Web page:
Can creative writing be taught?
Interviews: "Reading and Writing" (July 18, 2006)
Novelist and critic Francine Prose talks about creativity, literary craftsmanship, and her new book, Reading Like a Writer.
It’s a reasonable question, but no matter how often I’ve been asked it, I never know quite what to say. Because if what people mean is: Can the love of language be taught? Can a gift for storytelling be taught? then the answer is no. Which may be why the question is so often asked in a skeptical tone implying that, unlike the multiplication tables or the principles of auto mechanics, creativity can’t be transmitted from teacher to student. Imagine Milton enrolling in a graduate program for help with Paradise Lost, or Kafka enduring the seminar in which his classmates inform him that, frankly, they just don’t believe the part about the guy waking up one morning to find he’s a giant bug.
What confuses me is not the sensibleness of the question but the fact that, when addressed to me, it’s being asked of a writer who has taught writing, on and off, for almost twenty years. What would it say about me, my students, and the hours we’ve spent in the classroom if I said that any attempt to teach the writing of fiction is a complete waste of time? I should probably just go ahead and admit that I’ve been committing criminal fraud.
Instead I answer by recalling my own most valuable experience, not as a teacher, but as a student in one of the few fiction workshops I have ever taken. This was in the 1970s, during my brief career as a graduate student in medieval English literature, when I was allowed the indulgence of taking one fiction class. Its generous teacher showed me, among other things, how to line-edit my work. For any writer, the ability to look at a sentence and see what’s superfluous, what can be altered, revised, expanded, and, especially, cut, is essential. It’s satisfying to see that sentence shrink, snap into place, and ultimately emerge in a more polished form: clear, economical, sharp.
Meanwhile, my classmates were providing me with my first real audience. In that prehistory, before mass photocopying enabled students to distribute manuscripts in advance, we read our work aloud. That year I was beginning what would become my first novel. And what made an important difference to me was the attention I felt in the room as the others listened. I was very encouraged by their eagerness to hear more.
That’s the experience I describe, the answer I give to people who ask about teaching creative writing: A workshop can be useful. A good teacher can show you how to edit your work. The right class can encourage you and form the basis of a community that will help and sustain you.
But that class, as helpful as it was, is not where I learned to write.
Like most—maybe all—writers, I learned to write by writing and, by example, from reading books.
Long before the idea of a writer’s conference was a glimmer in anyone’s eye, writers learned by reading the work of their predecessors. They studied meter with Ovid, plot construction with Homer, comedy with Aristophanes; they honed their prose style by absorbing the lucid sentences of Montaigne and Samuel Johnson. And who could have asked for better teachers: generous, uncritical, blessed with wisdom and genius, as endlessly forgiving as only the dead can be?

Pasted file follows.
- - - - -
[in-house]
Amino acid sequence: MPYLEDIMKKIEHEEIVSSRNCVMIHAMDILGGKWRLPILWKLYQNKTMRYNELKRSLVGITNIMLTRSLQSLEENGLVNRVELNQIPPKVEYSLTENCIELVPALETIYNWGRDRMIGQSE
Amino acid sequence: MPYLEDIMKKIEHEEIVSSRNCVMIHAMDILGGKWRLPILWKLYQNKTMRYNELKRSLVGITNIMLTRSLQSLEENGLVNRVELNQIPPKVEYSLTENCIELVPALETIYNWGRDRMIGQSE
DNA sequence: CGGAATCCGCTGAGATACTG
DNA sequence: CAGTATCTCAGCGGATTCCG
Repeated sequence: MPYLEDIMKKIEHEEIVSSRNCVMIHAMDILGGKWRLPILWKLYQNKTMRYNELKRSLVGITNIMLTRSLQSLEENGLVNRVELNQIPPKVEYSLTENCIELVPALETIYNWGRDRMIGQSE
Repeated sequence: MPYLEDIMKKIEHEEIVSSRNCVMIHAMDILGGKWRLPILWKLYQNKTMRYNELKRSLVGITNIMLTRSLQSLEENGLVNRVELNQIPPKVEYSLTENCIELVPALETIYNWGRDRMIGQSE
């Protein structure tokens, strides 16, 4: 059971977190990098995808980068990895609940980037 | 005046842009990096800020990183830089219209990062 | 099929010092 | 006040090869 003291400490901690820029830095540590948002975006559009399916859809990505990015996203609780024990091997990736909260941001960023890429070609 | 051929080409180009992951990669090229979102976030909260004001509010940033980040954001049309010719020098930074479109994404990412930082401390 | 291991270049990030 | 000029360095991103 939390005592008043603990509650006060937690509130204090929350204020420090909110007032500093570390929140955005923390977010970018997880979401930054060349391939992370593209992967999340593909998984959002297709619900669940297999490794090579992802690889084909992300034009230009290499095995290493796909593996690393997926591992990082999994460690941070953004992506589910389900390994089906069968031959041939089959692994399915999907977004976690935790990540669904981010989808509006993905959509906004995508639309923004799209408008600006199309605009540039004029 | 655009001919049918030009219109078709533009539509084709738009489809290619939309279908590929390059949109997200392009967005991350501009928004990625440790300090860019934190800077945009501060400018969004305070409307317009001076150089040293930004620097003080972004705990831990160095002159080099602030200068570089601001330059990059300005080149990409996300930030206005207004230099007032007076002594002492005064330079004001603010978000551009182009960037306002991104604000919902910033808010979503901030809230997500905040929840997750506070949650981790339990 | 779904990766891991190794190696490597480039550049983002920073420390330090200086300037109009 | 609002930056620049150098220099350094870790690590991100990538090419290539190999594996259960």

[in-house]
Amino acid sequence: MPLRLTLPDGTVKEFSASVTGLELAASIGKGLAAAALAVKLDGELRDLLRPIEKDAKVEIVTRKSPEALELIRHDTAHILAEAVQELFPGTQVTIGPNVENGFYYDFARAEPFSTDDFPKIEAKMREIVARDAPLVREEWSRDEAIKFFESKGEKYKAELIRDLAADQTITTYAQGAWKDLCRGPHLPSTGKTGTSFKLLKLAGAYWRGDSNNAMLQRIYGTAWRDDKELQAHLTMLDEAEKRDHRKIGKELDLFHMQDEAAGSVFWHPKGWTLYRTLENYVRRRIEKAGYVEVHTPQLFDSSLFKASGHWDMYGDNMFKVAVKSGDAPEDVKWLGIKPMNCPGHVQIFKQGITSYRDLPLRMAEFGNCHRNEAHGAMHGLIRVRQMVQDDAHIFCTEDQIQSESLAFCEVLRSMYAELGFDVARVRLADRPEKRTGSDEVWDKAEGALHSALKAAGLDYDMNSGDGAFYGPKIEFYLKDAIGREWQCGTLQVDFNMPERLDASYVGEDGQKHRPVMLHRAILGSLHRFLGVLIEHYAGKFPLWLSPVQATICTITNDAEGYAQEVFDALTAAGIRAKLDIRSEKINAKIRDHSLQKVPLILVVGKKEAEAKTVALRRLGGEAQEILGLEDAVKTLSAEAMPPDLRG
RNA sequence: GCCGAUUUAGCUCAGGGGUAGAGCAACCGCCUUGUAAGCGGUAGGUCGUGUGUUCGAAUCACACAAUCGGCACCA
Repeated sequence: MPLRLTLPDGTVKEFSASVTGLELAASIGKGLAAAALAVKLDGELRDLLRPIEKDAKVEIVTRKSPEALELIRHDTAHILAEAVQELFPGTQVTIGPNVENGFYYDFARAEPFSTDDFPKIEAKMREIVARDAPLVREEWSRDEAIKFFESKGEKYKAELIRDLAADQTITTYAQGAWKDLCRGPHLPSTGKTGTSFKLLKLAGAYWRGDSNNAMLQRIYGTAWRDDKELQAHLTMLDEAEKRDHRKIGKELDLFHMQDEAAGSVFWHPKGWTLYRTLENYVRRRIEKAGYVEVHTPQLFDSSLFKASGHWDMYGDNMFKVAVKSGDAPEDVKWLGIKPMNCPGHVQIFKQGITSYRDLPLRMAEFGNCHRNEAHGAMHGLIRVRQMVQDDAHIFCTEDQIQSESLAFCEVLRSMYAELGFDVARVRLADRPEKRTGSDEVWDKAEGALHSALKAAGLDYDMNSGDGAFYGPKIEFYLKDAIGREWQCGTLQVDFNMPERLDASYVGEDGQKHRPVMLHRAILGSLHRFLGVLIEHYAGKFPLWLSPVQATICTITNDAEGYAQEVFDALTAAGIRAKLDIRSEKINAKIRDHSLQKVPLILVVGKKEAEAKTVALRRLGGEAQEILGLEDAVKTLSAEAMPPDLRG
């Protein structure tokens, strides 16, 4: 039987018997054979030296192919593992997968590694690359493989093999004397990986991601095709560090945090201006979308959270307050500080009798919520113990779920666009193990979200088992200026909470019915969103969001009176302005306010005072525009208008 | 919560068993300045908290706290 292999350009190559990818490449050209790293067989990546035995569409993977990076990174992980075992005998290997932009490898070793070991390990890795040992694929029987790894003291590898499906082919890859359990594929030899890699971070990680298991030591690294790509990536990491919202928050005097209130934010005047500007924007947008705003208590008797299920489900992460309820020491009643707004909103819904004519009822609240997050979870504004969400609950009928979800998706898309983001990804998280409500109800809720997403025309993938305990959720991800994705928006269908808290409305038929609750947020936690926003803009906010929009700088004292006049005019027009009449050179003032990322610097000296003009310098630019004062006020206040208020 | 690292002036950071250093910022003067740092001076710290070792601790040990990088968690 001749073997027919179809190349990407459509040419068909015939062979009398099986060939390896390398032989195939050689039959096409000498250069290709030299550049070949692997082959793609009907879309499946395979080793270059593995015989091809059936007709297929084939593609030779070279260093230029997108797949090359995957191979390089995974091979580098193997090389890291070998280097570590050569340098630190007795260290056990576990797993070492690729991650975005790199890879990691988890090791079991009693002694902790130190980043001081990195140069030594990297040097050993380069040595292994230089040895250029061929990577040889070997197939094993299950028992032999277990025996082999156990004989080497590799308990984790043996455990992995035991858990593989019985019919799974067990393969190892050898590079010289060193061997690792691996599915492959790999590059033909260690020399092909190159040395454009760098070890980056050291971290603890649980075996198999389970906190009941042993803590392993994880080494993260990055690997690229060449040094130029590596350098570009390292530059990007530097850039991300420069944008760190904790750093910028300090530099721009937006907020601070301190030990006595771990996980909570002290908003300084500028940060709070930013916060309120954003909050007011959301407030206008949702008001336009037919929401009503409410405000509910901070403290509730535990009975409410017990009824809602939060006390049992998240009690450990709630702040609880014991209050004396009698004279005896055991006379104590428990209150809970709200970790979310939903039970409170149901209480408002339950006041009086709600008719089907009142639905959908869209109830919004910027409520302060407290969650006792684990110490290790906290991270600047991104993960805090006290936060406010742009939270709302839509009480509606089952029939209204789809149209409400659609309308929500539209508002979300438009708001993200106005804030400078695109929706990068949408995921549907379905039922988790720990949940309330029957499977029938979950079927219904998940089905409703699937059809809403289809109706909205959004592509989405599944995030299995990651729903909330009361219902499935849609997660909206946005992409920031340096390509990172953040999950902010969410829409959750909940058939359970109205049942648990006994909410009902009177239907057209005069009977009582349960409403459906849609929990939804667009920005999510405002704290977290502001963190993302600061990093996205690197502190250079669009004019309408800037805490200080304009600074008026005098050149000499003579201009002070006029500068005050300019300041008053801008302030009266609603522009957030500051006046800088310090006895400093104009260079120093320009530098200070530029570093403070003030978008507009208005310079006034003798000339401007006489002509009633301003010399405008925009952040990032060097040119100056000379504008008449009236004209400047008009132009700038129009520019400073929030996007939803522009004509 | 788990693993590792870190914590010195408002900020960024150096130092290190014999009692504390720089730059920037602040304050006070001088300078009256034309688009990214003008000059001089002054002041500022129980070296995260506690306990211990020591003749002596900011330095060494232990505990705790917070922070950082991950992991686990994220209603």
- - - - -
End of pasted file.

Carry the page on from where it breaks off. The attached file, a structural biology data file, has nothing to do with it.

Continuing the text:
Though writers have learned from the masters in a formal, methodical way—Harry Crews has described taking apart a Graham Greene novel to see how many chapters it contained, how much time it covered, how Greene handled pacing, tone, and point of view—the truth is that this sort of education more often involves a kind of osmosis. After I’ve written an essay in which I’ve quoted at length from great writers, so that I’ve had to copy out long passages of their work, I’ve noticed that my own work becomes, however briefly, just a little more fluent.
In the ongoing process of becoming a writer, I read and reread the authors I most loved. I read for pleasure, first, but also more analytically, conscious of style, of diction, of how sentences were formed and information was being conveyed, how the writer was structuring a plot, creating characters, employing detail and dialogue. And as I wrote, I discovered that writing, like reading, was done one word at a time, one punctuation mark at a time. It required what a friend calls “putting every word on trial for its life”: changing an adjective, cutting a phrase, removing a comma and putting the comma back in.
I read closely, word by word, sentence by sentence, pondering each deceptively minor decision the writer had made. And though I can’t recall every source of inspiration and instruction, I can remember the novels and stories that seemed to me revelations: wells of beauty and pleasure that were also textbooks, courses of private lessons in the art of fiction.
When I was a high school junior, our English teacher assigned a term paper on the theme of blindness in Oedipus Rex and King Lear. We were supposed to go through the two tragedies and circle every reference to eyes, light, darkness, and vision, then draw some conclusion on which we would base our final essay.
The exercise seemed to us dull, mechanical. We felt we were way beyond it. All of us knew that blindness played a starring role in both dramas.